“What we’re hoping to do is motivate some additional hybrid products in those classes,” Parish says, particularly by the American big three carmakers: GM, Ford and Chrysler. With the economy lagging and fuel prices low right now, manufacturers are slow to push hybrid development, he says.
The benefits of hybrid-electric transportation are obvious. Fuel savings from the different manufacturers and different truck classes range from 20 to 50 percent, Parish says, depending on how you use the vehicle. Another benefit is the availability of electric power for field operations on a battery-powered vehicle. He says that 2 to 5 kilowatts of AC power can be available through an inverter on the truck. Custom truck bodies for the power trains can be ordered through body suppliers, just as with normal trucks.
Hydraulic power systems for job usage are also now available, with the hydraulic pump being driven by the battery system. This enables equipment such as booms to be operated just as they would be on normal trucks. For the future, hydraulic hybrid drive systems are being developed that would replace the truck’s electric motor with a pressure-driven hydraulic wheel drive.
The cost differential (of a hybrid-electric vehicle versus a regular gas or diesel) is about $20,000 to $40,000, Parish says. That is due to the higher cost of hybrid technology and extra batteries. That is a lot of money, but fuel savings goes a long way to offset it, and, in fact, may more than compensate for that over the life of the vehicle. In addition, he projects that maintenance cost savings could be substantial in a hybrid truck because of reduced wear and tear on the diesel engine and the brakes.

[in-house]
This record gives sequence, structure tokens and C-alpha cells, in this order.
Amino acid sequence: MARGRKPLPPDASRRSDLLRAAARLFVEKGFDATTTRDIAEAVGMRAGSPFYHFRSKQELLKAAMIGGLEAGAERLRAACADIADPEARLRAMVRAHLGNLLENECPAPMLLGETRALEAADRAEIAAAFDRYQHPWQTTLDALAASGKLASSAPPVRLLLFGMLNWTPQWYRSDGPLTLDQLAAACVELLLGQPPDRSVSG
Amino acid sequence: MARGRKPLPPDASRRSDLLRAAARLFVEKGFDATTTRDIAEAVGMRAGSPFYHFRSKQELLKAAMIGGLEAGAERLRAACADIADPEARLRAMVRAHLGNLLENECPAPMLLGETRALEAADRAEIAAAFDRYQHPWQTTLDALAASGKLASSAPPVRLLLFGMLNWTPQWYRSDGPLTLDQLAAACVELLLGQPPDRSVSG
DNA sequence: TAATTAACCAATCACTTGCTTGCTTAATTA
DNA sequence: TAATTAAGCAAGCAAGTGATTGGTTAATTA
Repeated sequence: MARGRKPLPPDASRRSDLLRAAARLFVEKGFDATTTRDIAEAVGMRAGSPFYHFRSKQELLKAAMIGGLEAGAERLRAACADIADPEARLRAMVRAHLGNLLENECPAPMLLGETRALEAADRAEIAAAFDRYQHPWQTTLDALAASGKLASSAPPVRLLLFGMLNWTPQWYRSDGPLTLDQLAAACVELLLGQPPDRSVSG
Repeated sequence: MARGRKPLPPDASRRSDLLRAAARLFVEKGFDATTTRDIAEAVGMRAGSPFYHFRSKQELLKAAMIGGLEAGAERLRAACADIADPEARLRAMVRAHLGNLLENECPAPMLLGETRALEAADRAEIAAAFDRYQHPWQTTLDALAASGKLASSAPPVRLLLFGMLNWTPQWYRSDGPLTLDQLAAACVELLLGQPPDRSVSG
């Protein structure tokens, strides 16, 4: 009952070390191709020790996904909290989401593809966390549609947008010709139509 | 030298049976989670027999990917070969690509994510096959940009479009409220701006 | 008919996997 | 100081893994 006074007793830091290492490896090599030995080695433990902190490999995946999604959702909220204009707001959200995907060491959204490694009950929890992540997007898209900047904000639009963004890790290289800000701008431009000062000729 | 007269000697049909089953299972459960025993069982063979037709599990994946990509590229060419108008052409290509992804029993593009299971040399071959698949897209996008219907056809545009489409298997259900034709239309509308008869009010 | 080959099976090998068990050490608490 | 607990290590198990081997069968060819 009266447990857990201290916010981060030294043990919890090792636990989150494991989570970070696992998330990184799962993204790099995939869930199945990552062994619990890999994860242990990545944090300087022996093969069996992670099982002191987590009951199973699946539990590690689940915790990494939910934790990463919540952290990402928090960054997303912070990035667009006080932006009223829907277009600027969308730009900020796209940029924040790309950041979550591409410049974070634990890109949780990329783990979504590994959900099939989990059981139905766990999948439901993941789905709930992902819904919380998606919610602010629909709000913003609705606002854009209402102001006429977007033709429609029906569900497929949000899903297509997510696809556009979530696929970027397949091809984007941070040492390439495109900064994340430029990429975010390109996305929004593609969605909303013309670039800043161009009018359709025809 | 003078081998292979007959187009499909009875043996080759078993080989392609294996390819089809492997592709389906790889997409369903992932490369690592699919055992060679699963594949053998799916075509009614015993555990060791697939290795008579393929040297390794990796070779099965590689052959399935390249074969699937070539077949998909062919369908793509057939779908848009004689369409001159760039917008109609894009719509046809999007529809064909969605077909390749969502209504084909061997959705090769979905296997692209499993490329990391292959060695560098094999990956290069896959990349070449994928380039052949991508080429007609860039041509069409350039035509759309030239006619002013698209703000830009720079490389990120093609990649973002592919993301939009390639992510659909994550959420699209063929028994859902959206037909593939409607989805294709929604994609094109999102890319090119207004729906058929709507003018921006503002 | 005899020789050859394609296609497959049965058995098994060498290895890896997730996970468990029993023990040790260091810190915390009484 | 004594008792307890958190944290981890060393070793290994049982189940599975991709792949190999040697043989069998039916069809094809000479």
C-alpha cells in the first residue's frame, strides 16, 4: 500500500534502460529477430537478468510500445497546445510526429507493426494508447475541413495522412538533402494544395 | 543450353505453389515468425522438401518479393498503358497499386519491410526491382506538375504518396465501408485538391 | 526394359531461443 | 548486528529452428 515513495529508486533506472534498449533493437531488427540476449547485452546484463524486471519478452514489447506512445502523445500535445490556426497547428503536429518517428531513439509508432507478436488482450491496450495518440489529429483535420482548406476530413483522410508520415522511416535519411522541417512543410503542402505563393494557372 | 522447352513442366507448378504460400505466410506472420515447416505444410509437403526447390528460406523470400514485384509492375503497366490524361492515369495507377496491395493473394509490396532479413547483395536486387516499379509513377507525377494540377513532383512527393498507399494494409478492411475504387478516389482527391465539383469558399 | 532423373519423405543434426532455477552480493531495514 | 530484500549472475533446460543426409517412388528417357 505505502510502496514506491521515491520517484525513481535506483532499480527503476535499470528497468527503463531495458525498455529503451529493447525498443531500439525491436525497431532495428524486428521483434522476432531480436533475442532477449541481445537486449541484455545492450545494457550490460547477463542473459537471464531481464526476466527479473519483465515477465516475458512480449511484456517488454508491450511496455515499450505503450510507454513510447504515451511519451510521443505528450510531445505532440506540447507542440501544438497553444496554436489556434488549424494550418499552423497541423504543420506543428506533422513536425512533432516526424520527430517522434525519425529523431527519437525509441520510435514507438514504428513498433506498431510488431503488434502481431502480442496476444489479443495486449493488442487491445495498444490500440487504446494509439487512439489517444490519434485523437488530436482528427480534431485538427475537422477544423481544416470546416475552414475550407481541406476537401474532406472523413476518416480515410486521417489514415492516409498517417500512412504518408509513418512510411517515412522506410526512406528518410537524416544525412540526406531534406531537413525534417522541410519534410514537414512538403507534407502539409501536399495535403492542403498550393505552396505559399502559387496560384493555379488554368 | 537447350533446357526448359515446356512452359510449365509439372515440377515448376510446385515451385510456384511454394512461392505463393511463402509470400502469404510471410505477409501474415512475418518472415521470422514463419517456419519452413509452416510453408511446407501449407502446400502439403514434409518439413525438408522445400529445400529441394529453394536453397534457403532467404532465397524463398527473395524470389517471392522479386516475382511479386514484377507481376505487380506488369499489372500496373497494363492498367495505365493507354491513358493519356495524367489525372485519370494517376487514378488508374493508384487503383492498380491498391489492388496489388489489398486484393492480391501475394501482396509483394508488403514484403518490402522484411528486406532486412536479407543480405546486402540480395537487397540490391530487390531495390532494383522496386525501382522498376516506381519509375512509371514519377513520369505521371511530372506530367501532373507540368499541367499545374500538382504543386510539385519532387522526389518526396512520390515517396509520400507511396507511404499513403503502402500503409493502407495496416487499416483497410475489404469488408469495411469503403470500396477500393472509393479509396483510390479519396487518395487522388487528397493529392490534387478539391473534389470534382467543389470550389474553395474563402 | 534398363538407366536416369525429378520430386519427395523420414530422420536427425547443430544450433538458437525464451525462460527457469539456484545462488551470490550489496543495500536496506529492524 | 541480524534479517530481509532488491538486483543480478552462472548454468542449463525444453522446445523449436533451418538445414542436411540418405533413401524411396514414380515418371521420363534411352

“If you do a life-cost analysis, with the growth of fuel costs as well as lower maintenance costs, it turns out that you do save dollars over a 10-year life cycle,” Parish emphasizes.
There are also government incentives that can really reduce the cost of a hybrid vehicle. Already, there are Internal Revenue Service tax savings, with commercial hybrid vehicles listed for special deductions. Parish says that in addition, incentives are in the pipeline that would provide a straight rebate, some of this money coming from the U.S. economic recovery stimulus package, but administered through individual states. On top of that, California will be offering its own voucher/rebate system for these vehicles, and other states could follow. The end savings would be thousands of dollars—some of it in up-front costs—with an additional benefit of a reduction in diesel emissions.
In addition to the developments in hybrid technologies, work is being done in other power systems such as all-electric and hydrogen fuel cells for use in trucks. There is also a new movement to provide hybrid-electric power to construction equipment, such as backhoes and trenchers. All of this technology lags behind the hybrid truck movement.
One irony is that pickup trucks, which are the backbone of many industries, are way behind in the use of hybrid-electric drives. They are available in SUVs of all sorts, but not in pickups. That is being remedied, with a lot of development done in particular by GM and Toyota, but Parish says that it hasn’t been shown so far that a lot of extra fuel savings can be effected through hybrid-electric drives in pickups. However, the Silverado line of pickups from Chevrolet is offering a hybrid drive this year.
In the meantime, hybrid-electric, medium-duty trucks are becoming more available from several manufacturers. “They’re very slick systems,” Parish says of the trucks, which have proven, just as hybrid cars, to be reliable transportation.
For additional information on the laws regarding alternative fuel vehicles and the tax credits and incentives available, visit the U.S. Department of Energy Web site at www.afdc.energy.gov/afdc/vehicles/hybrid_electric_laws.html.
To see hybrid trucks from various manufacturers and to find dealers, visit the following Web sites:
Azure Dynamics: www.azuredynamics.com
Don Dale resides in Altadena, Calif., and is a frequent contributor to Turf. He has covered the green industry for more than 10 years.